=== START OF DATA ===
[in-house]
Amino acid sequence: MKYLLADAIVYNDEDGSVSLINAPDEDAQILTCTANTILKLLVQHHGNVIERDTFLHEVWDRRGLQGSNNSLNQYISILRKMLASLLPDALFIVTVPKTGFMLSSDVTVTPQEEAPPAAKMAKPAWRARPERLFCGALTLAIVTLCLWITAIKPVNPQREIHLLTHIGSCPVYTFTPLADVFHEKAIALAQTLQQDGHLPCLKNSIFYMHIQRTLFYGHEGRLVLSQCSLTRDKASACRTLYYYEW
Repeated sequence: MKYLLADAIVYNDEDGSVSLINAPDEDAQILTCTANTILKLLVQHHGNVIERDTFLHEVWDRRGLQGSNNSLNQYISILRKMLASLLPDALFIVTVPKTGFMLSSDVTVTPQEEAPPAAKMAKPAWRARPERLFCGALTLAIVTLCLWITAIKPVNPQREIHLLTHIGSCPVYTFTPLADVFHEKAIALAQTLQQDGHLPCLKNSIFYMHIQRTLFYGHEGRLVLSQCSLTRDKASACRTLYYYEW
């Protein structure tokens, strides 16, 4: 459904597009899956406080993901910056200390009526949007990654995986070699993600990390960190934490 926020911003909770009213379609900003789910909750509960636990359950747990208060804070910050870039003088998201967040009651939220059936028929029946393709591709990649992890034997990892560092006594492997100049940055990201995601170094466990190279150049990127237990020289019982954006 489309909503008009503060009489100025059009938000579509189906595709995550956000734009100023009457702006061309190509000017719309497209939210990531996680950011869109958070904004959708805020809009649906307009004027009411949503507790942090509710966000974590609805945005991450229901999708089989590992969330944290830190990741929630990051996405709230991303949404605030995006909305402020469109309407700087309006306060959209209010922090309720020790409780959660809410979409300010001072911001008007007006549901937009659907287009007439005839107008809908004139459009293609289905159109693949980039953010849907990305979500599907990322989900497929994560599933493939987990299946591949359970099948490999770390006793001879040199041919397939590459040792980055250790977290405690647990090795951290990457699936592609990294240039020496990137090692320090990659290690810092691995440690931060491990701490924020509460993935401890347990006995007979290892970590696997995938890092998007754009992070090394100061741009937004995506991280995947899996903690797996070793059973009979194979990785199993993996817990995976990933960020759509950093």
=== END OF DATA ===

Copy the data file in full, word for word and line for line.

[in-house]
Amino acid sequence: MKYLLADAIVYNDEDGSVSLINAPDEDAQILTCTANTILKLLVQHHGNVIERDTFLHEVWDRRGLQGSNNSLNQYISILRKMLASLLPDALFIVTVPKTGFMLSSDVTVTPQEEAPPAAKMAKPAWRARPERLFCGALTLAIVTLCLWITAIKPVNPQREIHLLTHIGSCPVYTFTPLADVFHEKAIALAQTLQQDGHLPCLKNSIFYMHIQRTLFYGHEGRLVLSQCSLTRDKASACRTLYYYEW
Repeated sequence: MKYLLADAIVYNDEDGSVSLINAPDEDAQILTCTANTILKLLVQHHGNVIERDTFLHEVWDRRGLQGSNNSLNQYISILRKMLASLLPDALFIVTVPKTGFMLSSDVTVTPQEEAPPAAKMAKPAWRARPERLFCGALTLAIVTLCLWITAIKPVNPQREIHLLTHIGSCPVYTFTPLADVFHEKAIALAQTLQQDGHLPCLKNSIFYMHIQRTLFYGHEGRLVLSQCSLTRDKASACRTLYYYEW
């Protein structure tokens, strides 16, 4: 459904597009899956406080993901910056200390009526949007990654995986070699993600990390960190934490 926020911003909770009213379609900003789910909750509960636990359950747990208060804070910050870039003088998201967040009651939220059936028929029946393709591709990649992890034997990892560092006594492997100049940055990201995601170094466990190279150049990127237990020289019982954006 489309909503008009503060009489100025059009938000579509189906595709995550956000734009100023009457702006061309190509000017719309497209939210990531996680950011869109958070904004959708805020809009649906307009004027009411949503507790942090509710966000974590609805945005991450229901999708089989590992969330944290830190990741929630990051996405709230991303949404605030995006909305402020469109309407700087309006306060959209209010922090309720020790409780959660809410979409300010001072911001008007007006549901937009659907287009007439005839107008809908004139459009293609289905159109693949980039953010849907990305979500599907990322989900497929994560599933493939987990299946591949359970099948490999770390006793001879040199041919397939590459040792980055250790977290405690647990090795951290990457699936592609990294240039020496990137090692320090990659290690810092691995440690931060491990701490924020509460993935401890347990006995007979290892970590696997995938890092998007754009992070090394100061741009937004995506991280995947899996903690797996070793059973009979194979990785199993993996817990995976990933960020759509950093």